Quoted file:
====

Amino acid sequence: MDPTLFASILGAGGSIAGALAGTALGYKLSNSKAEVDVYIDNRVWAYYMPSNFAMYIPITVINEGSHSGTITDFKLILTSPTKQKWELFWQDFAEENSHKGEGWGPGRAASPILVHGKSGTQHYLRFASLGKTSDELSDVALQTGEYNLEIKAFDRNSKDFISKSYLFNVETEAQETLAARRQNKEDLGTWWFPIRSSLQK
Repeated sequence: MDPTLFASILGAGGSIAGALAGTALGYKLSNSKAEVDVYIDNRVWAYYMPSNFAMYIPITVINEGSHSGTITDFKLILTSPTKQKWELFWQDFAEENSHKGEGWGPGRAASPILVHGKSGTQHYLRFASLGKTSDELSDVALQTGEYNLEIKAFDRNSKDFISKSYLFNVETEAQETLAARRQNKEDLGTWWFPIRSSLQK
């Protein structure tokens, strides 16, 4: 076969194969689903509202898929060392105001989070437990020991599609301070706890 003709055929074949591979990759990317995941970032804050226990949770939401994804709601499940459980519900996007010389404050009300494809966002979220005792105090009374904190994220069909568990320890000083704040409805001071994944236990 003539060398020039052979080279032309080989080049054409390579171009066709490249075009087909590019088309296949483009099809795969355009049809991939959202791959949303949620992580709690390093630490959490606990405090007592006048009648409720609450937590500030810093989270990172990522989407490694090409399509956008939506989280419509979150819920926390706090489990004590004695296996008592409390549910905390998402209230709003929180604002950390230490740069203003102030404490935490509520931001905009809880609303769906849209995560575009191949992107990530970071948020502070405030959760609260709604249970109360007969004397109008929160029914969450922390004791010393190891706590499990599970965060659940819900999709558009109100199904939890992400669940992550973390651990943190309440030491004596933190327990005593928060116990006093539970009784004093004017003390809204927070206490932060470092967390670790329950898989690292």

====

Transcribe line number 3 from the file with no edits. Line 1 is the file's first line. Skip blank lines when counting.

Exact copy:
């Protein structure tokens, strides 16, 4: 076969194969689903509202898929060392105001989070437990020991599609301070706890 003709055929074949591979990759990317995941970032804050226990949770939401994804709601499940459980519900996007010389404050009300494809966002979220005792105090009374904190994220069909568990320890000083704040409805001071994944236990 003539060398020039052979080279032309080989080049054409390579171009066709490249075009087909590019088309296949483009099809795969355009049809991939959202791959949303949620992580709690390093630490959490606990405090007592006048009648409720609450937590500030810093989270990172990522989407490694090409399509956008939506989280419509979150819920926390706090489990004590004695296996008592409390549910905390998402209230709003929180604002950390230490740069203003102030404490935490509520931001905009809880609303769906849209995560575009191949992107990530970071948020502070405030959760609260709604249970109360007969004397109008929160029914969450922390004791010393190891706590499990599970965060659940819900999709558009109100199904939890992400669940992550973390651990943190309440030491004596933190327990005593928060116990006093539970009784004093004017003390809204927070206490932060470092967390670790329950898989690292």